On the fourth anniversary of the deadly Imperial Sugar explosion, Chemical Safety Board (CSB) Chairman Rafael Moure-Eraso revealed that all but one of the agency’s recommendations successfully have been adopted by their recipients. Only OSHA has neglected to heed CSB’s call to "proceed expeditiously" on the recommendation that OSHA promulgate a new combustible dust standard for general industry.
“I am disappointed that OSHA has not moved forward on this recommendation,” commented Moure-Eraso. “Completing a comprehensive OSHA dust standard is the major piece of unfinished business from the Imperial Sugar tragedy.”
Tuesday, Feb. 7, marks the fourth anniversary of the massive sugar dust explosion that killed 14 workers and injured 38 others at the Imperial Sugar Refinery in Port Wentworth, Ga.
“CSB board members and investigation staff keep the memory of this tragedy close to us as we continue to advocate for changes in national workplace rules aimed at preventing such accidents in the future,” Moure-Eraso said. “We believe the safety recommendations that followed from our investigation of this accident will go far in saving lives.”
CSB’s report into the accident was issued at a public meeting in Savannah, Ga., in September 2009. It concluded that Imperial Sugar inadequately had designed and maintained dust collection and sugar handling equipment and that inadequate housekeeping practices allowed highly combustible sugar dust and granulated sugar to accumulate to explosive concentrations throughout the refinery’s packing buildings.
Moure-Eraso said it was gratifying to report that during 2011, CSB designated Imperial Sugar’s responses to all five of its safety recommendations to the company as “Closed-Acceptable Action.” “Closed-Acceptable Action” means that the recipients effectively have implemented the safety changes requested by CSB.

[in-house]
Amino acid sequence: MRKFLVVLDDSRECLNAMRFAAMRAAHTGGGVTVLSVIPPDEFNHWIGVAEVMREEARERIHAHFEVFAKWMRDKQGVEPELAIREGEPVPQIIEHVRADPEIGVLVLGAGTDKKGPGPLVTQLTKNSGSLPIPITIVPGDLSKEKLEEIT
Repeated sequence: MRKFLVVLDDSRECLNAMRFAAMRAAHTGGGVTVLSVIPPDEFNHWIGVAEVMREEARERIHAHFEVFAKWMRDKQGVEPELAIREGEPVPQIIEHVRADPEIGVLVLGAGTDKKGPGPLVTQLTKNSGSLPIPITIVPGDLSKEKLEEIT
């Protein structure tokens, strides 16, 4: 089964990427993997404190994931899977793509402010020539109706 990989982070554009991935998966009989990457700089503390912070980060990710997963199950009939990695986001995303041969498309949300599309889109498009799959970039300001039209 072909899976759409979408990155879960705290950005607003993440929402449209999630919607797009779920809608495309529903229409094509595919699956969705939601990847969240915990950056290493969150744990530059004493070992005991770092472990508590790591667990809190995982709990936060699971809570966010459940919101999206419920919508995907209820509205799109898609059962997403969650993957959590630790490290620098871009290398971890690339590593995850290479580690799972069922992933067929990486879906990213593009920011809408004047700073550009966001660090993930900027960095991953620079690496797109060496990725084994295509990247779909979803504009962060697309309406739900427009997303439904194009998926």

Specifically, CSB recommended that Imperial Sugar develop a corporate-wide comprehensive program to control combustible dust accumulation, develop training materials that address combustible dust hazards and train all employees and contractors and improve its evacuation procedures. CSB also recommended Imperial Sugar comply with National Fire Protection Association’s (NFPA) recommended practices for preventing dust fires and explosions, and urged the company to conduct a comprehensive review of all of its manufacturing facilities’ adherence to NFPA standards.
CSB also recently received notice from Imperial Sugar’s property insurer, Zurich Services Corp., that it is providing its risk engineers ongoing training in the hazards of combustible dusts, which CSB recommended.
“This will help ensure that hazards are identified during insurance inspections so that the companies can eliminate or reduce the hazard before a catastrophic accident occurs,” said Moure-Eraso. “Additionally, a series of safety recommendations to AIB International and the American Bakers Association – to develop combustible dust training and auditing materials –- also have all been given a status of “Closed-Acceptable Action.”
CSB recently reissued its call for a dust standard following an investigation into three flash fires that occurred in a series of accidents at the Hoeganaes Corp. iron powder processing plant in Gallatin, Tenn., which killed five workers.
OSHA recently lowered the priority of CSB’s recommendation for a combustible dust standard on its regulatory agenda in recent weeks, prompting Moure-Eraso to say will continue to advocate for such a standard. “Preventing dust explosions is a necessary investment: prevention saves lives and massive property losses. It is my view that a comprehensive standard will save lives and prevent future combustible dust fatalities,” concluded Moure-Eraso.
Closure of the CSB’s recommendations shows that important preventive actions have been taken as a result of the CSB’s investigation. I applaud the actions of the organizations that took the appropriate action to fulfill the CSB’s recommendations.